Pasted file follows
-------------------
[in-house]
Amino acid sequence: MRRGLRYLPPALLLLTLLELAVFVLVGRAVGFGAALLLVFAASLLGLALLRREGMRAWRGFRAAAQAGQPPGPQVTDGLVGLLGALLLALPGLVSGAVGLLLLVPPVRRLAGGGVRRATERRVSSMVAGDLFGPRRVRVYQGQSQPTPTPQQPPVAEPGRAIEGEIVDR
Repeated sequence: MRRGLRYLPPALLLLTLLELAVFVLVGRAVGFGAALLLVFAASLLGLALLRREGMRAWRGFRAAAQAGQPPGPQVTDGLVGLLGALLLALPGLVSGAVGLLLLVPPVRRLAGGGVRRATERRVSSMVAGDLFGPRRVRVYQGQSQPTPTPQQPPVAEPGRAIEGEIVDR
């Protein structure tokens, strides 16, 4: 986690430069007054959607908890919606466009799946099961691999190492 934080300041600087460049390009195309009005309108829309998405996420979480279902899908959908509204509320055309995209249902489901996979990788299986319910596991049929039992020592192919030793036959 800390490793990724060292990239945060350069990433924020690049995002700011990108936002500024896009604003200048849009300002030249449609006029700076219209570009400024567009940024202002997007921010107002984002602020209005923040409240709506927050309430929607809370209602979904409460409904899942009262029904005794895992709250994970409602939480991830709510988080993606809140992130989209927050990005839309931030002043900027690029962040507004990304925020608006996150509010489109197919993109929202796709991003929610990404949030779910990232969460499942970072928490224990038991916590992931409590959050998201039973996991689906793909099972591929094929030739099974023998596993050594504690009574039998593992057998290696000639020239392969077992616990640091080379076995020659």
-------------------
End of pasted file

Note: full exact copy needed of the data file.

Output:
[in-house]
Amino acid sequence: MRRGLRYLPPALLLLTLLELAVFVLVGRAVGFGAALLLVFAASLLGLALLRREGMRAWRGFRAAAQAGQPPGPQVTDGLVGLLGALLLALPGLVSGAVGLLLLVPPVRRLAGGGVRRATERRVSSMVAGDLFGPRRVRVYQGQSQPTPTPQQPPVAEPGRAIEGEIVDR
Repeated sequence: MRRGLRYLPPALLLLTLLELAVFVLVGRAVGFGAALLLVFAASLLGLALLRREGMRAWRGFRAAAQAGQPPGPQVTDGLVGLLGALLLALPGLVSGAVGLLLLVPPVRRLAGGGVRRATERRVSSMVAGDLFGPRRVRVYQGQSQPTPTPQQPPVAEPGRAIEGEIVDR
């Protein structure tokens, strides 16, 4: 986690430069007054959607908890919606466009799946099961691999190492 934080300041600087460049390009195309009005309108829309998405996420979480279902899908959908509204509320055309995209249902489901996979990788299986319910596991049929039992020592192919030793036959 800390490793990724060292990239945060350069990433924020690049995002700011990108936002500024896009604003200048849009300002030249449609006029700076219209570009400024567009940024202002997007921010107002984002602020209005923040409240709506927050309430929607809370209602979904409460409904899942009262029904005794895992709250994970409602939480991830709510988080993606809140992130989209927050990005839309931030002043900027690029962040507004990304925020608006996150509010489109197919993109929202796709991003929610990404949030779910990232969460499942970072928490224990038991916590992931409590959050998201039973996991689906793909099972591929094929030739099974023998596993050594504690009574039998593992057998290696000639020239392969077992616990640091080379076995020659």